Ad:tech, where everyone knows your name

Share this article:

There is something very reassuring about a regular gathering of industry colleagues. Never mind the hot and stuffy tradeshow floor, the mind-boggling number of attendees, the long lines and the headache that normally ensues around noon. Ad:tech is a show I still look forward to. In fact, I will go as far as to say that the event is very much like the beloved '80s sitcom " Cheers."

Like most shows, ad:tech represents an opportunity to recreate community. Given that we spend more time texting, BlackBerrying and leaving voicemails than meeting in person, there is something very refreshing about renewed human contact. We all know a Norm, and happily acknowledge him as he walks in and claims his dedicated stool. The familiar faces are a reminder that we are all in this together.

And while Norm will never get a job and give up his stool, we also observe changes that prompt us to come back, year after year. The ever-changing cast is just the beginning. (What ever happened to that barfly Glen from season one? Or was it Gregg?) While some colleagues might have landed a spin-off of their own, we wonder if Sam will ever raise the capital to buy back the bar.

The diverse and continuous stream of characters was as much part of Cheers' success as it is for ad:tech. Drew Ianni, chair of ad:tech, discussed how diversity affects the ability to successfully intersect both marketing and technology.

"If anything, I'd like to see the show go broader," Mr. Ianni said. "This doesn't limit it to interactive."

He then commented that outdoor, television and direct marketing also play a role in the industry's evolution.

Yet, at the same time, there is a conscious effort to not "make this the next InternetWorld," the ill fated show at New York's Jacob Javits Convention Center that was cancelled when dot-bomb hit.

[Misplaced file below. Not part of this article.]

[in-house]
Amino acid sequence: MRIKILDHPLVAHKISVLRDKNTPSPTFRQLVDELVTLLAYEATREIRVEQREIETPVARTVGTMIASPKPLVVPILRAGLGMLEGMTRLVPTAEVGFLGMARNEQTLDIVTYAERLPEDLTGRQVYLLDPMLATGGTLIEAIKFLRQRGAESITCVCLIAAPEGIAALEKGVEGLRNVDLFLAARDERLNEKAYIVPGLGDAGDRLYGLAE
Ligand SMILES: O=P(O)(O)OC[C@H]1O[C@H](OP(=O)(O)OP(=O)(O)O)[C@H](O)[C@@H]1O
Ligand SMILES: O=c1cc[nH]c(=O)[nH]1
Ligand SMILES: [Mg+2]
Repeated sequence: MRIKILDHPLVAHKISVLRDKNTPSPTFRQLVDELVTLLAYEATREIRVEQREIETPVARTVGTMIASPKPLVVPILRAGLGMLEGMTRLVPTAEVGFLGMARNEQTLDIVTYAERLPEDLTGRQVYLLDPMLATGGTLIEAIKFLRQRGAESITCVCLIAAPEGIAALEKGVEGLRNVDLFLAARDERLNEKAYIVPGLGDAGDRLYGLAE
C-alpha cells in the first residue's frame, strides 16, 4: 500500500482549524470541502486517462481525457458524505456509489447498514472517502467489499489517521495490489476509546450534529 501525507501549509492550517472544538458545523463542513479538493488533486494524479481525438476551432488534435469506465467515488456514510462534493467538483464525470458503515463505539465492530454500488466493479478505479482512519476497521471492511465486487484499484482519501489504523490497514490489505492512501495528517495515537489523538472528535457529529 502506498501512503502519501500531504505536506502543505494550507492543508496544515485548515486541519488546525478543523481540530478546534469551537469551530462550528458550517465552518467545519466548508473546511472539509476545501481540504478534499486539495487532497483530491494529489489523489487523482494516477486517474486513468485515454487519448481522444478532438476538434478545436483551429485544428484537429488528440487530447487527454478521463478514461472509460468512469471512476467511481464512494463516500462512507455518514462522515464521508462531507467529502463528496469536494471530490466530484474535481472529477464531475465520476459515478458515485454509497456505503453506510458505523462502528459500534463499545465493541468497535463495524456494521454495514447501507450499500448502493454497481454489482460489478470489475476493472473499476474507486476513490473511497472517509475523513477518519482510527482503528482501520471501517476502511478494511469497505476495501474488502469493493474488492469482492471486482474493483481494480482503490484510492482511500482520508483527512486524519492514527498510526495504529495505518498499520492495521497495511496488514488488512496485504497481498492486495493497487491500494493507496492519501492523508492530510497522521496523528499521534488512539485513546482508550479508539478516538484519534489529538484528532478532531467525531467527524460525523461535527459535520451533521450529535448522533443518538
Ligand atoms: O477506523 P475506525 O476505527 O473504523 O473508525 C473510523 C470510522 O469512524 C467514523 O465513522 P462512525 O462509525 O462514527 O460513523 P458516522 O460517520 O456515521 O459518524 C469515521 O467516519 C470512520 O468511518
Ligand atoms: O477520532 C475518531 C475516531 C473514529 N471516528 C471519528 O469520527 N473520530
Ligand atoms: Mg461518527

"We understand that it is an exciting time," Mr. Ianni said. "In a short amount of time we have gone from the dark ages to the light at the end of the tunnel where we are blinded. It is about managing growth."

It is also about learning.

"They come and they learn something," Mr. Ianni said. "I'm less interested in fanciful learning or entertaining for entertainment's sake. At the end of the day, the mission is that we create a learning environment."

He suggested that attendees ideally go home with action items based on what they heard.

And this is where the parallels between the two shows of different sorts end. We never really knew what happened to most of the Cheers characters when they headed home. Only by following the show will we know who will be the next "Frasier."
Share this article:
You must be a registered member of Direct Marketing News to post a comment.
close

Next Article in Digital Marketing

Follow us on Twitter @dmnews

Latest Jobs:

Featured Listings

More in Digital Marketing

Customer Identity in the Digital Age

Customer Identity in the Digital Age

Industry experts explore the value in a person's cyber identity for marketers.

Epsilon Rebrands as End-to-End Marketing Solution

Epsilon Rebrands as End-to-End Marketing Solution

The goal is to flame the perception that technology and creativity live under one roof at the company, says President Andy Frawley.

Mobile Spend Vaults 76 Percent in First Half, IAB Reports

Mobile Spend Vaults 76 Percent in First Half, ...

Overall Internet ad revenues escalate by 15% to $23 billion, also fueled by increased activity in social media and video.